BELLEVUE, Ohio — You may not know it, but there is a unique cave system right here in northwest Ohio.
And it's one of the only caves of its kind open to the public. Discovered in 1872, the Seneca Caverns have been open as a tourist attraction just south of Bellevue since 1933.
The caverns, referred to as "The Earth Crack," were not carved out by flowing water over centuries, but instead were formed when ancient sediment was dissolved enough for the rock above to fall 7-12 feet, creating multiple levels of cavern openings.
"The biggest room is the fourth level, that's 65 feet below the surface, and that's 250 from one end to the other," said owner Denise Bell.
Now operating its 88th season, the caverns have been mostly preserved in their original state.
Getting around the one-hour guided tour means a little ducking, stepping, and hiking up and down natural stone steps.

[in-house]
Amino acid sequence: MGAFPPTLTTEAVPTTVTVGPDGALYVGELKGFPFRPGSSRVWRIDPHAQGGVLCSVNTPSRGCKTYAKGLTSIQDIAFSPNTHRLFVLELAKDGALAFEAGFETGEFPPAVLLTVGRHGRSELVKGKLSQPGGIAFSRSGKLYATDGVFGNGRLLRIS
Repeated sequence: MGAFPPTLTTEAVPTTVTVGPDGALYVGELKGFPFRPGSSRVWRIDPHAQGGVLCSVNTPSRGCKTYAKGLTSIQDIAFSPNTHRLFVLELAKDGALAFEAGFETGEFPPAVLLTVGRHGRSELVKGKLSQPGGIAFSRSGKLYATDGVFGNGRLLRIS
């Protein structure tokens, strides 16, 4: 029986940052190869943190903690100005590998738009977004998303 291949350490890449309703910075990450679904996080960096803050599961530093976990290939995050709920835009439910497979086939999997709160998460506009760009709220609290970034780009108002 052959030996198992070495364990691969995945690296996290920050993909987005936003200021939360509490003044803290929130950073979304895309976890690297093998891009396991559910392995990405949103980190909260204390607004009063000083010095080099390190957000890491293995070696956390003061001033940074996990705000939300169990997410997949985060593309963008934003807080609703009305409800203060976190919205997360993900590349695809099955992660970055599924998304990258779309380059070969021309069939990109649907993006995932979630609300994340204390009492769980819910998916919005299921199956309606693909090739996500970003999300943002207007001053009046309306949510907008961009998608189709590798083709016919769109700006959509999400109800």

"I think it's the adventure, the mystery of them all, and what is it they're going to find when they go down under the ground, literally under your feet," Bell said.
And once you're done inside with the cave tour, there's another activity you can do outdoors with the kids. You can use a sluice to pan for your own gemstones.
"Our daughter is really into rocks and stuff like that," said Patrick Crumley, who visited with his children. "So we thought it'd be a real fun trip to do with them to come down here and do this."
And there's more to see than just rocks.
Visitors can view fossils, an underground river and inscriptions from past visitors from more than a century ago.
"I've heard them use the words 'authentic experience,' and I think that that's what people enjoy when they come here," Bell said.
Just an hour drive from Toledo, Seneca Caverns is open all summer long, seven days a week, and is offering five special booking dates for lantern tours ending Oct. 5th.